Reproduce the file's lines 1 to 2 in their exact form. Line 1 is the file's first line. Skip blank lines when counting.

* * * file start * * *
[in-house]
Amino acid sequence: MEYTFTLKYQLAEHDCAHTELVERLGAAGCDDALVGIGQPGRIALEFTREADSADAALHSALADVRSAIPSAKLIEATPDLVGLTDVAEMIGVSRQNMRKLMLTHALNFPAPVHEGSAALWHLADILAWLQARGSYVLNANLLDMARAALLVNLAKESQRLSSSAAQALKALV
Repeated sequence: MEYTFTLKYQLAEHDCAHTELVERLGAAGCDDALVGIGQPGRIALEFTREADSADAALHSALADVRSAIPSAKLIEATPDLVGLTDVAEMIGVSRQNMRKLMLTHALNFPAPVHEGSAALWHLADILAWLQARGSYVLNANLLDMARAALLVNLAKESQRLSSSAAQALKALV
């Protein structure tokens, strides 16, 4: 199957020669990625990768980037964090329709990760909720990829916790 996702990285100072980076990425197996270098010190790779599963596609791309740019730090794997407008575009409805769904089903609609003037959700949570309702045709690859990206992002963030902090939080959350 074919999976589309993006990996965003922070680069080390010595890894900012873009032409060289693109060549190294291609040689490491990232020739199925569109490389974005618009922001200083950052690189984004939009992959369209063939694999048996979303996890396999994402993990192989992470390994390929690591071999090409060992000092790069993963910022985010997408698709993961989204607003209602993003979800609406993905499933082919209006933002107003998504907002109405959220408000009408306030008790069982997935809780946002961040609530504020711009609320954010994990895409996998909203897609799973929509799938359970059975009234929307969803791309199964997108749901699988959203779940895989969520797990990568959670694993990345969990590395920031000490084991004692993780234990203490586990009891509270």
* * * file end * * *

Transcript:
[in-house]
Amino acid sequence: MEYTFTLKYQLAEHDCAHTELVERLGAAGCDDALVGIGQPGRIALEFTREADSADAALHSALADVRSAIPSAKLIEATPDLVGLTDVAEMIGVSRQNMRKLMLTHALNFPAPVHEGSAALWHLADILAWLQARGSYVLNANLLDMARAALLVNLAKESQRLSSSAAQALKALV